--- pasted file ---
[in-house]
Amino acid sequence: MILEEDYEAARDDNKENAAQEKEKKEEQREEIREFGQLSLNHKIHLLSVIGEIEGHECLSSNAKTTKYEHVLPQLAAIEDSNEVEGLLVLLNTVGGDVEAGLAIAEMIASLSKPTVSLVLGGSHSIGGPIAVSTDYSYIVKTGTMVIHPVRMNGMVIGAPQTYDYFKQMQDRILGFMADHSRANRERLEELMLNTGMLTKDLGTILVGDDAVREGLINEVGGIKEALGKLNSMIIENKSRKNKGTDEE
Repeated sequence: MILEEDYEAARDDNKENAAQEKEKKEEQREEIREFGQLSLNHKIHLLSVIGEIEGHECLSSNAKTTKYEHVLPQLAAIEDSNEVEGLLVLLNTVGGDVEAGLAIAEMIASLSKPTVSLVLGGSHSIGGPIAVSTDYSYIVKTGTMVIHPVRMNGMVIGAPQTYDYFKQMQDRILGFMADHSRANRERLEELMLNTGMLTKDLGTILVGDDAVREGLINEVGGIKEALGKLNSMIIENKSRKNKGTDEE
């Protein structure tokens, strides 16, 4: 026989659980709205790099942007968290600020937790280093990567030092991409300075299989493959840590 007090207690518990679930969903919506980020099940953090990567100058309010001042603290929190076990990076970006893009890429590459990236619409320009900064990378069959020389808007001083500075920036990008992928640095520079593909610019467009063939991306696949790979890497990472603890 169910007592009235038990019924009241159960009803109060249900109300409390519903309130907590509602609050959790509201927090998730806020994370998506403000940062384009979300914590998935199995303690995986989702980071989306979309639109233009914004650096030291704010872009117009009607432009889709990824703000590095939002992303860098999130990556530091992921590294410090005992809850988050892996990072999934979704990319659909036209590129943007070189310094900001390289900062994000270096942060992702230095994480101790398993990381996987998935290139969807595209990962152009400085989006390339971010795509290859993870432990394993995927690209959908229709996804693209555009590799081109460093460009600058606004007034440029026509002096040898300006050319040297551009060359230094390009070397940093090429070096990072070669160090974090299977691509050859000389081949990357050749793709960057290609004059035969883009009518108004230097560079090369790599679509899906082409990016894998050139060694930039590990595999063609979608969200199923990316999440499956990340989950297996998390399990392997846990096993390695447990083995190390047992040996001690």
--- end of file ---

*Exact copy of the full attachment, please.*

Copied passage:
[in-house]
Amino acid sequence: MILEEDYEAARDDNKENAAQEKEKKEEQREEIREFGQLSLNHKIHLLSVIGEIEGHECLSSNAKTTKYEHVLPQLAAIEDSNEVEGLLVLLNTVGGDVEAGLAIAEMIASLSKPTVSLVLGGSHSIGGPIAVSTDYSYIVKTGTMVIHPVRMNGMVIGAPQTYDYFKQMQDRILGFMADHSRANRERLEELMLNTGMLTKDLGTILVGDDAVREGLINEVGGIKEALGKLNSMIIENKSRKNKGTDEE
Repeated sequence: MILEEDYEAARDDNKENAAQEKEKKEEQREEIREFGQLSLNHKIHLLSVIGEIEGHECLSSNAKTTKYEHVLPQLAAIEDSNEVEGLLVLLNTVGGDVEAGLAIAEMIASLSKPTVSLVLGGSHSIGGPIAVSTDYSYIVKTGTMVIHPVRMNGMVIGAPQTYDYFKQMQDRILGFMADHSRANRERLEELMLNTGMLTKDLGTILVGDDAVREGLINEVGGIKEALGKLNSMIIENKSRKNKGTDEE
């Protein structure tokens, strides 16, 4: 026989659980709205790099942007968290600020937790280093990567030092991409300075299989493959840590 007090207690518990679930969903919506980020099940953090990567100058309010001042603290929190076990990076970006893009890429590459990236619409320009900064990378069959020389808007001083500075920036990008992928640095520079593909610019467009063939991306696949790979890497990472603890 169910007592009235038990019924009241159960009803109060249900109300409390519903309130907590509602609050959790509201927090998730806020994370998506403000940062384009979300914590998935199995303690995986989702980071989306979309639109233009914004650096030291704010872009117009009607432009889709990824703000590095939002992303860098999130990556530091992921590294410090005992809850988050892996990072999934979704990319659909036209590129943007070189310094900001390289900062994000270096942060992702230095994480101790398993990381996987998935290139969807595209990962152009400085989006390339971010795509290859993870432990394993995927690209959908229709996804693209555009590799081109460093460009600058606004007034440029026509002096040898300006050319040297551009060359230094390009070397940093090429070096990072070669160090974090299977691509050859000389081949990357050749793709960057290609004059035969883009009518108004230097560079090369790599679509899906082409990016894998050139060694930039590990595999063609979608969200199923990316999440499956990340989950297996998390399990392997846990096993390695447990083995190390047992040996001690």